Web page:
Everyone’s a critic – especially when it comes to mainstream media. There are many who enjoy complaining, whether about sensationalized murder trial coverage, the obsessive pursuit of a missing Malaysian plane, and even the companies that control what gets media coverage in the first place. However, a group of Canadian journalists and activists formed out of the Quebec 2012 student protests have recently decided to do more than just complain. With the goal of returning the power of the media to the people, the team is creating Ricochet, “a new media outlet that is independent, progressive, and grassroots.”
An online-based publication, Ricochet currently has a teaser site up and running while its full website is still being built. The teaser introduces the startup’s goals, claiming Ricochet will act as a “counterweight to corporate media.” In a world where most mainstream media is controlled by an oligarchy of corporations, it will be difficult for a new distributor to act in opposition while still maintaining a wide readership. Editor Ethan Cox explained to The Daily via phone that Ricochet will accomplish this by practicing “public interest journalism,” which is “all too often consumed by this false idea of impartiality: that journalism is to give equal time to both sides, no matter how ludicrous one side of the facts of a particular case are.”
“In a lot of ways this is a new model of journalism and in a lot of other ways this is about [re]turning journalism to its roots,” Cox added, elaborating that for Ricochet, journalism’s roots are “the people.” Ricochet will achieve this goal by giving its journalists the freedom to go wherever their stories might take them, to investigate, and, unlike most mainstream media, to challenge the status quo. “We’re not going to be partisan, we’re going to criticize the [New Democratic Party] and the Conservatives equally when we think they deserve it […] No punches will be pulled,” said Cox.
Ricochet is hardly the first publication to make such optimistic and oppositional claims. Due to the wide readership the outlet seeks, it will be more difficult for it to stick to its mission statement than for the average grassroots paper. What sets Ricochet apart from most larger publications, however, is its independent funding. Over the past month, the publication’s teaser website has been used to fundraise toward the target of $75,000, which will mostly be used to cover the high cost of investigative journalism (the startup has already commissioned two journalists, Michael Lee-Murphy in New England and Emma Pullman in British Columbia, to investigate the distribution of oil by rail and pipeline). Despite the fact that the fruits of this investigative journalism are just beginning to reach the public (sample content is gradually being released online), Ricochet’s pre-launch marketing is proving to be a success – the team has received endorsements from big names such as social critic Noam Chomsky and author/activist Linda McQuaig, and recently announced that they have raised almost $83,000, well past their target.
Half of this funding has come from people living in Quebec, a province that Ricochet’s teaser site singles out as one the publication’s primary focuses. The outlet wants to “provide a bridge between Quebec and the rest of the country,” according to Cox, “because the communication across that provincial border has been historically terrible.” One only has to look as far back as the 2012 Quebec student protests, which saw a huge disconnect between English and French coverage, to see the truth in this statement. With a team of anglophones and francophones, as well as several former activists for Quebec student group Coalition large de l’Association pour une Solidarité Syndicale Étudiante (CLASSE), Ricochet will attempt to build this bridge by publishing both a French and English edition. “People have this perception that Quebecers are all sovereignty and hate Canada, but the fact of the matter is, no one is more desperate for this model of interaction and exchange than people here in Quebec,” said Cox.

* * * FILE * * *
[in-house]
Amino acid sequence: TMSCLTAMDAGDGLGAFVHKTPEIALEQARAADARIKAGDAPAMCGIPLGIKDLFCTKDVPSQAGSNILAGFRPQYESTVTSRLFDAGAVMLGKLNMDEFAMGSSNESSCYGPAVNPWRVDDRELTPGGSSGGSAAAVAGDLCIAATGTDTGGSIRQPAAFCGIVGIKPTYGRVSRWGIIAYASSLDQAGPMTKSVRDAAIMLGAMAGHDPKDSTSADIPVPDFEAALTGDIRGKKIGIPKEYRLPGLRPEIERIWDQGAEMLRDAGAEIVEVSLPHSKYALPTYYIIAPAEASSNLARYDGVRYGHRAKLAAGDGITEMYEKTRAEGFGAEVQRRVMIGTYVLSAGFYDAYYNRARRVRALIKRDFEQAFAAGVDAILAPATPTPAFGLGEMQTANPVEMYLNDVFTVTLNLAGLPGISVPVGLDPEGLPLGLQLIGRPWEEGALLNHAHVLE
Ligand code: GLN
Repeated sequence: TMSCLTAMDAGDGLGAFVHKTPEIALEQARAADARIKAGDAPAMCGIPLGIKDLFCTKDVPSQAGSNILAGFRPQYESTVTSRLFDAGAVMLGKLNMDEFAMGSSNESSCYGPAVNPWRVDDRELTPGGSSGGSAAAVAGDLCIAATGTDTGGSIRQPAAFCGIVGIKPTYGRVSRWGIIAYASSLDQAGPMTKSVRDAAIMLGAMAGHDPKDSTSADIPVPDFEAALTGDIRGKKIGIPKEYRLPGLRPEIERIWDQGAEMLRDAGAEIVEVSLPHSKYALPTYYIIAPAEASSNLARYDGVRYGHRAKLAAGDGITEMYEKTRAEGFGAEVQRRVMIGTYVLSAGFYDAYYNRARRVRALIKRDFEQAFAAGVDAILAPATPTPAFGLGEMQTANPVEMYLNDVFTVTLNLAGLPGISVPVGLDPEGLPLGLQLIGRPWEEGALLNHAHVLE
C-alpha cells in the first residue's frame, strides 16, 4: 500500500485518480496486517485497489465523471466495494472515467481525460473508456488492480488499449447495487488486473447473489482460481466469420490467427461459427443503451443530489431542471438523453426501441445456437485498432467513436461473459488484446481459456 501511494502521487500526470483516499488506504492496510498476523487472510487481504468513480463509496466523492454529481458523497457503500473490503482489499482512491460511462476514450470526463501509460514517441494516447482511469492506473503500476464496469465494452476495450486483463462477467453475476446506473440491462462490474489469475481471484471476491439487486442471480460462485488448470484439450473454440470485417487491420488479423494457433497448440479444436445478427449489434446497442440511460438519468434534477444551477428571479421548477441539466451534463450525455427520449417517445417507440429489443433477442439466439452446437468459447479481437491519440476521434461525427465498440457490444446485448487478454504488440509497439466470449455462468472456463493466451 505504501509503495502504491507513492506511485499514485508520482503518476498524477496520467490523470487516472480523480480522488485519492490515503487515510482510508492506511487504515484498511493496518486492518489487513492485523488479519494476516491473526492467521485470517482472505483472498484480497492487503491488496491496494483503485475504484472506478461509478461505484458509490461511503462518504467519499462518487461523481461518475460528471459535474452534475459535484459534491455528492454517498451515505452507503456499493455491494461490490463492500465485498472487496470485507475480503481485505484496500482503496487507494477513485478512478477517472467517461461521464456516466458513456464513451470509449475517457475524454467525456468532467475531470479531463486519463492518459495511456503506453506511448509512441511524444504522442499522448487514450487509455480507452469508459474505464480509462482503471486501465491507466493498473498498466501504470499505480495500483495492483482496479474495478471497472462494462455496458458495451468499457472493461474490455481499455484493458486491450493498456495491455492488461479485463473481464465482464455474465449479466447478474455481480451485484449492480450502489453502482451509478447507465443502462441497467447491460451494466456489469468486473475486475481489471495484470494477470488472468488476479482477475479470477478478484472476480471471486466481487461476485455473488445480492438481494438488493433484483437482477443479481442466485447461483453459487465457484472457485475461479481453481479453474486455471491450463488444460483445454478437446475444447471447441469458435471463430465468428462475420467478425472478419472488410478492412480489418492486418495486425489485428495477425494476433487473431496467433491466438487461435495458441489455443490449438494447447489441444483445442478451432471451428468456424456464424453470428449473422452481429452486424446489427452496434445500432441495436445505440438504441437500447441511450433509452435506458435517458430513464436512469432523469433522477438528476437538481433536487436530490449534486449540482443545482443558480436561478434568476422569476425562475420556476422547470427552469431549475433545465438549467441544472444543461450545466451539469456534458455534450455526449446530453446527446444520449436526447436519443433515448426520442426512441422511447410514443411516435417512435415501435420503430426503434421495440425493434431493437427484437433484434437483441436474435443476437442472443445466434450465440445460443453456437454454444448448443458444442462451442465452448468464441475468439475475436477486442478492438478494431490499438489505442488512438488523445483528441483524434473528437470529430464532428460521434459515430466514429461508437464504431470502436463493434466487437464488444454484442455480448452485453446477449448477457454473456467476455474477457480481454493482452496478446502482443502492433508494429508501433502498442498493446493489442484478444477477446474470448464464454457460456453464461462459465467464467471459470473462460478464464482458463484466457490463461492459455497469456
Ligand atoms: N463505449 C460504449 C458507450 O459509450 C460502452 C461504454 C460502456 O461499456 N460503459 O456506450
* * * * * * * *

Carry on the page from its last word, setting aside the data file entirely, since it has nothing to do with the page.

Cox’s belief that Quebec is “desperate” for a new media outlet will likely prove crucial to Ricochet’s success as a startup. The challenge of gaining and maintaining a wide readership, one that many long-standing companies already struggle with, is even more pressing for an independent outlet. Ricochet seems to rely on the hope that people will see the good in paying journalists, and will in turn contribute to the startup every month. Cox explains that this method of crowd-sourced journalism will work because “we get the best quality of journalism when we pay journalists to do it, and the Canadians will respond and will reach into their own pockets to fund that bilingualism and that quality of journalism.”
Whether or not the system of micro-payment crowd-funding will last through time is a different question. Ricochet faces a constantly updating world, where relevance often trumps loyalty. It is one thing to generate excitement with a progressive mission statement and superstar supporters, but it is quite another to garner a loyal and engaged readership. It remains to be seen whether new readers will pay for news they won’t even be able to access on their phones. So far, however, the Ricochet team is determined and confident that people will choose to support them in building this new media platform.
While Ricochet portrays itself as a new, original, and essential publication, the concept is far from unique. However the project has been gaining enough attention that it may also gain some mainstream sway – provided that the people it serves like what it is serving. Ricochet has everything it needs to get up and running: the talent, the buzz, and the principles. But to succeed in filling the void currently left by the corporate mainstream media, it will also need the people’s trust.